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Devil's Lair
Location Leeuwin-Naturaliste National Park, Western Australia
Coordinates 34°4′3.3″S 115°6′23.5″E / 34.067583°S 115.106528°E / -34.067583; 115.106528Coordinates: 34°4′3.3″S 115°6′23.5″E / 34.067583°S 115.106528°E / -34.067583; 115.106528
Geology Karst cave
Registry 6WI-61

Devil's Lair is a single-chamber cave with a floor area of around 200 m2 (2,200 sq ft) that formed in a Quaternary dune limestone of the Leeuwin–Naturaliste Ridge, 5 km (3.1 mi) from the modern coastline of Western Australia. The stratigraphic sequence in the cave floor deposit consists of 660 cm (260 in) of sandy sediments, with more than 100 distinct layers, intercalated with flowstone and other indurated deposits. Excavations have been made in several areas of the cave floor. Since 1973, excavations have been concentrated in the middle (approximately on a north-west, south-east axis) of the cave, where 10 trenches have been dug. Archaeological evidence for intermittent human occupation extends down about 350 cm (140 in) to layer 30, with hearths, bone, and stone artefacts found throughout. The site provides evidence of human habitation of Southwest Australia 50,000 years before the present day.

Excavations

Devil's Lair has been the subject of scientific research since the 1970s by palaeontologists and archaeologists. Excavations have recovered stone artefacts, numerous animal bone remains, hearths, bone artefacts and human skeletal remains.

Preservation of cultural materials has been very good and a long, well dated cultural sequence has been documented. The diversity and productiveness of the evidence from Devil's Lair make it unusually valuable as a source of information on cultural and natural history in the extreme southwest of Australia since the first colonisation of the continent.

The site is named for the remains of the locally extinct Sarcophilus harrisii uncovered there, their own bones and those of the animals they had fractured when consuming them at the site; the species was known by the remaining population that is referred to as the Tasmanian devil. The earliest palaeontological examination at the site was undertaken by E. L. Lundelius in 1955, then an American Fulbright scholar researching mammalian Pleistocene fauna in Western Australia. A review of tooth specimens of kangaroo species collected at the site discovered a human tooth was included and the archaeological significance of Devil's Lair prompted intense interest in that field.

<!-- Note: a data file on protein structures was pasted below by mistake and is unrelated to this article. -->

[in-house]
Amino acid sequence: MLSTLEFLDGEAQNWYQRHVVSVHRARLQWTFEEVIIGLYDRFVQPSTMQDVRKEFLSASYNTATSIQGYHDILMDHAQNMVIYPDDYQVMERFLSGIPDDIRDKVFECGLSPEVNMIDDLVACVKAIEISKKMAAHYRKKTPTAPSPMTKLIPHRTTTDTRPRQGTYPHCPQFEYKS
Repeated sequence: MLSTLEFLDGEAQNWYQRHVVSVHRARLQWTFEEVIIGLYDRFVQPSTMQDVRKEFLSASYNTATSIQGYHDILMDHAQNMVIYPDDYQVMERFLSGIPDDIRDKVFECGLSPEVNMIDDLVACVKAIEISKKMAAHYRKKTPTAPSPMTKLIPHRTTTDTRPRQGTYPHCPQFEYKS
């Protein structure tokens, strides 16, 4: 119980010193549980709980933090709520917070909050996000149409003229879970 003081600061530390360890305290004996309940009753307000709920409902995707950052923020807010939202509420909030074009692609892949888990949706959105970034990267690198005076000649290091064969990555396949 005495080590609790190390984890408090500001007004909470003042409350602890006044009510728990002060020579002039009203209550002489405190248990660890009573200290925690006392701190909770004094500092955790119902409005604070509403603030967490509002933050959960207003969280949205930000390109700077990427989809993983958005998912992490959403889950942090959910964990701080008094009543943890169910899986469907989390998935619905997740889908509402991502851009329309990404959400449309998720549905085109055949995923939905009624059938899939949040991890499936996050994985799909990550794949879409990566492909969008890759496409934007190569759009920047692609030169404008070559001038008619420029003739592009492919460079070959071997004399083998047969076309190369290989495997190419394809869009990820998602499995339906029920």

Archaeological significance

Devil's Lair is important as one of the earliest sites of human occupation in Australia, a site with very early human ornaments and an unusually rich source of information for prehistoric cultural and natural history in the southwest of Western Australia.

Dating

Several different techniques of dating have been used at Devil's Lair to show that human occupation began at around 48,000 years. This makes it rank among the earliest sites in Australia and so an important source of information about the timing and character of the first human colonizers of Australia.

Excavations at Devil's Lair have yielded early human ornaments in the form of three ground bone beads dating to 19,000–12,700 years BP. These beads were made from the limb-bones of macropods and were manufactured by cutting the bone shafts into short segments and grinding them smooth on abrasive stone. A deliberately perforated but otherwise unmodified stone object with wear patterns suggestive of its use as a pendant dated to 14,000 year BP has also been recovered from Devil's Lair.

These artefacts are some of the earliest evidence of symbolic behaviour in Australia and are internationally significant for understanding the timing and character of the emergence of symbolic capacities in humans.

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